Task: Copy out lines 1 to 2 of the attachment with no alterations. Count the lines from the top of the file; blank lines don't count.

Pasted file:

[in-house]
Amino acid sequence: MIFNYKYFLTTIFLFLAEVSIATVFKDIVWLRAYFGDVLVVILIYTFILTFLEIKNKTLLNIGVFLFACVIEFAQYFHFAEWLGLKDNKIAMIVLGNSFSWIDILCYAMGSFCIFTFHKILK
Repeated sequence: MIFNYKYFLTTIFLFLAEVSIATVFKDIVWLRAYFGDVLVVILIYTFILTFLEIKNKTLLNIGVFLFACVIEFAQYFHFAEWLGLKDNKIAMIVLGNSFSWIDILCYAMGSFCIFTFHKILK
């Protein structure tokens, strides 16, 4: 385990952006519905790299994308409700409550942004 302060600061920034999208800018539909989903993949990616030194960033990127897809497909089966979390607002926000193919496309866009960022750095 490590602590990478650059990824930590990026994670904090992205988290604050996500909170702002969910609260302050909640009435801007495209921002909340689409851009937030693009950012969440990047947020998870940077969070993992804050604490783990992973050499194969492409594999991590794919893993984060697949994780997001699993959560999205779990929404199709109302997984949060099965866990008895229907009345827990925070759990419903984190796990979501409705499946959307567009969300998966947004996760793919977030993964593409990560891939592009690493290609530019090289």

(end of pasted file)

[in-house]
Amino acid sequence: MIFNYKYFLTTIFLFLAEVSIATVFKDIVWLRAYFGDVLVVILIYTFILTFLEIKNKTLLNIGVFLFACVIEFAQYFHFAEWLGLKDNKIAMIVLGNSFSWIDILCYAMGSFCIFTFHKILK